Krouse R.Z.,The College of Idaho | Ransdell L.B.,Boise State University | Lucas S.M.,Boise State University | Pritchard M.E.,Boise State University
Journal of Strength and Conditioning Research | Year: 2011

Ultrarunners participate in running events that exceed the 26.2-mile marathon distance (e.g., 50k, 50-100 miles). Very little research exists on ultrarunners, especially women. This study is a descriptive study detailing the motivation, goal orientation, demographic characteristics (e.g., age, job demands, family structure), training habits (e.g., hours per week of training), and coach utilization of women ultrarunners. Participants (N = 344) were recruited via the Ultra List serve and 4 popular ultrarunning websites, and they completed a questionnaire on motivation, goal orientation, training, and coaching using Survey Monkey. General health orientation (mean ± SD) (4.71 ± 1.06) and psychological coping (4.71 ± 1.03) were the 2 strongest motivational factors. Participants were higher in task orientation (1.38 ± 0.68) (e.g., finishing the race or accomplishing various goals) than ego orientation (3.38 ± 1.01) (e.g., placing in the top 3 overall or beating an opponent). Women trained an average of 12.49 h·wk -1 and spent 64% of their time training alone. Training information came from their own experience, blogs, websites, and the Ultra List Serve. Over three-fourths of the participants (80%) did not use a coach because of cost and a perceived lack of necessity. Women ultrarunners in this study were task oriented, internally motivated, health, and financially conscious individuals. With additional information about women ultrarunners, coaches will be better prepared to work with this population and ultrarunners can improve their performance by learning about current participants' practices. © 2011 National Strength and Conditioning Association. Source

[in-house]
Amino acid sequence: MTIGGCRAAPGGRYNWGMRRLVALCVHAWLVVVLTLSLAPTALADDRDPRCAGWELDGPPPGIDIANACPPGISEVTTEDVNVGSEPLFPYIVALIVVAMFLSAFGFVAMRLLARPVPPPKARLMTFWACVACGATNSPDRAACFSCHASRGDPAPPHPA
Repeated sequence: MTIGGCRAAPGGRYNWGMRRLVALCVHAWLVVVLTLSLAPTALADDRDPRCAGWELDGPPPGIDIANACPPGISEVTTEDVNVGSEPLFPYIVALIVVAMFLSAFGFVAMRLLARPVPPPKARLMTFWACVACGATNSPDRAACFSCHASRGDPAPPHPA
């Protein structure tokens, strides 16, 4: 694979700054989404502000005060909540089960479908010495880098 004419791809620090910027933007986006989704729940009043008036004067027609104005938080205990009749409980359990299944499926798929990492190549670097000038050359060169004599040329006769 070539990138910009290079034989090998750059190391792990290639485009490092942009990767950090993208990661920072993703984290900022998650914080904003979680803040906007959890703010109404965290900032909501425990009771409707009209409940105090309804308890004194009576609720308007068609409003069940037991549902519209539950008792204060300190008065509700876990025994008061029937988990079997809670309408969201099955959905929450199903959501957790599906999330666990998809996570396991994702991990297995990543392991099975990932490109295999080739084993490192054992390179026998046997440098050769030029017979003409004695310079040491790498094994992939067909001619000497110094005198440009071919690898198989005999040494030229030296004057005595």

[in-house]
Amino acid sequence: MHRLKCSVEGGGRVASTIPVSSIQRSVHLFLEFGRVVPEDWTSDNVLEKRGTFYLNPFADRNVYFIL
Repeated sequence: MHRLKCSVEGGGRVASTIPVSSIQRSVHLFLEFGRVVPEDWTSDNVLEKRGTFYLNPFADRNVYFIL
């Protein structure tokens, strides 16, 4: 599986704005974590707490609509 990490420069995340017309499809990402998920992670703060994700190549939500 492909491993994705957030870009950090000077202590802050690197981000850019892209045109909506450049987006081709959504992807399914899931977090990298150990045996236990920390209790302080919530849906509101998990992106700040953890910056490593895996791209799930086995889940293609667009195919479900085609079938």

Luce C.H.,U.S. Department of Agriculture | Tonina D.,University of Idaho | Gariglio F.,University of Idaho | Applebee R.,The College of Idaho
Water Resources Research | Year: 2013

Work over the last decade has documented methods for estimating fluxes between streams and streambeds from time series of temperature at two depths in the streambed. We present substantial extension to the existing theory and practice of using temperature time series to estimate streambed water fluxes and thermal properties, including (1) a new explicit analytical solution to predict one-dimensional fluid velocity from amplitude and phase information; (2) an inverse function, also with explicit formulation; (3) methods to estimate fluid velocity from temperature measurements with unknown depths; (4) methods to estimate thermal diffusivity from the temperature time series when measurement depths are known; (5) methods to track streambed elevation between two sensors, given knowledge of the thermal diffusivity from (4) above; (6) methods to directly calculate the potential error in velocity estimates based on the measurement error characteristics; and (7) methods for validation of parameter estimates. We also provide discussion and theoretical insights developed from the solutions to better understand the physics and scaling of the propagation of the diurnal temperature variation through the streambed. In particular, we note that the equations developed do not replace existing equations applied to the analysis, rather they are new equations representing new aspects of the process, and, as a consequence, they increase the amount of information that can be derived from a particular set of thermal measurements. © 2013. American Geophysical Union. All Rights Reserved. Source